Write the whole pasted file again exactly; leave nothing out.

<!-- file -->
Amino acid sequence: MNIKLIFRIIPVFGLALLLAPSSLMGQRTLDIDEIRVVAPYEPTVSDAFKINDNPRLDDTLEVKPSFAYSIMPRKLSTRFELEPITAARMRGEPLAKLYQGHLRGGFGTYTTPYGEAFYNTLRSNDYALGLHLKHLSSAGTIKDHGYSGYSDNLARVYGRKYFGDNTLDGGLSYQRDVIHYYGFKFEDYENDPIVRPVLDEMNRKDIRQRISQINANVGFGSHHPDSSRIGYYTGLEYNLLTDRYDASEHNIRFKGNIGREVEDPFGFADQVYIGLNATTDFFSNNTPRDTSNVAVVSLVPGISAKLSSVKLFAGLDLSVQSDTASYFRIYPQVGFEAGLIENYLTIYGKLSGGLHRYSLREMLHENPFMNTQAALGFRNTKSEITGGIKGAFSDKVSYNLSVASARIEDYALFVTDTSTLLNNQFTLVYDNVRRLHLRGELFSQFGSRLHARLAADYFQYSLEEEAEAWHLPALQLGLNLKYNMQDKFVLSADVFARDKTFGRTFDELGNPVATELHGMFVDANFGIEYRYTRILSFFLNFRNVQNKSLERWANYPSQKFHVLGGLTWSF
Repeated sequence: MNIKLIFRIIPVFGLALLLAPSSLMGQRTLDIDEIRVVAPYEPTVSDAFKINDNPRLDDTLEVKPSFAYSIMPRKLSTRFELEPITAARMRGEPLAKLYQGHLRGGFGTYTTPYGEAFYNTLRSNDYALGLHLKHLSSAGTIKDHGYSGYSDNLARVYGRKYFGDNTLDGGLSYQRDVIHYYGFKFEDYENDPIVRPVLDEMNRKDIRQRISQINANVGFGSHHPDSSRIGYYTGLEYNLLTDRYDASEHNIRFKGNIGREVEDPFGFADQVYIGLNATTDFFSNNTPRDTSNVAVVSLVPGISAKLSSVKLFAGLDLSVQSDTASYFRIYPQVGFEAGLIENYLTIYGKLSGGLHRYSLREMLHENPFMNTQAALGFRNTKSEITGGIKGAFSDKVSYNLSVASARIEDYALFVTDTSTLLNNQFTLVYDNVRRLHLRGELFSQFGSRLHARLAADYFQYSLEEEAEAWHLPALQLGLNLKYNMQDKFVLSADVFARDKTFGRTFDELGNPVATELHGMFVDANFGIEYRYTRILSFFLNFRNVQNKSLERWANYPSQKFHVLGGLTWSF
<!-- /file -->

Amino acid sequence: MNIKLIFRIIPVFGLALLLAPSSLMGQRTLDIDEIRVVAPYEPTVSDAFKINDNPRLDDTLEVKPSFAYSIMPRKLSTRFELEPITAARMRGEPLAKLYQGHLRGGFGTYTTPYGEAFYNTLRSNDYALGLHLKHLSSAGTIKDHGYSGYSDNLARVYGRKYFGDNTLDGGLSYQRDVIHYYGFKFEDYENDPIVRPVLDEMNRKDIRQRISQINANVGFGSHHPDSSRIGYYTGLEYNLLTDRYDASEHNIRFKGNIGREVEDPFGFADQVYIGLNATTDFFSNNTPRDTSNVAVVSLVPGISAKLSSVKLFAGLDLSVQSDTASYFRIYPQVGFEAGLIENYLTIYGKLSGGLHRYSLREMLHENPFMNTQAALGFRNTKSEITGGIKGAFSDKVSYNLSVASARIEDYALFVTDTSTLLNNQFTLVYDNVRRLHLRGELFSQFGSRLHARLAADYFQYSLEEEAEAWHLPALQLGLNLKYNMQDKFVLSADVFARDKTFGRTFDELGNPVATELHGMFVDANFGIEYRYTRILSFFLNFRNVQNKSLERWANYPSQKFHVLGGLTWSF
Repeated sequence: MNIKLIFRIIPVFGLALLLAPSSLMGQRTLDIDEIRVVAPYEPTVSDAFKINDNPRLDDTLEVKPSFAYSIMPRKLSTRFELEPITAARMRGEPLAKLYQGHLRGGFGTYTTPYGEAFYNTLRSNDYALGLHLKHLSSAGTIKDHGYSGYSDNLARVYGRKYFGDNTLDGGLSYQRDVIHYYGFKFEDYENDPIVRPVLDEMNRKDIRQRISQINANVGFGSHHPDSSRIGYYTGLEYNLLTDRYDASEHNIRFKGNIGREVEDPFGFADQVYIGLNATTDFFSNNTPRDTSNVAVVSLVPGISAKLSSVKLFAGLDLSVQSDTASYFRIYPQVGFEAGLIENYLTIYGKLSGGLHRYSLREMLHENPFMNTQAALGFRNTKSEITGGIKGAFSDKVSYNLSVASARIEDYALFVTDTSTLLNNQFTLVYDNVRRLHLRGELFSQFGSRLHARLAADYFQYSLEEEAEAWHLPALQLGLNLKYNMQDKFVLSADVFARDKTFGRTFDELGNPVATELHGMFVDANFGIEYRYTRILSFFLNFRNVQNKSLERWANYPSQKFHVLGGLTWSF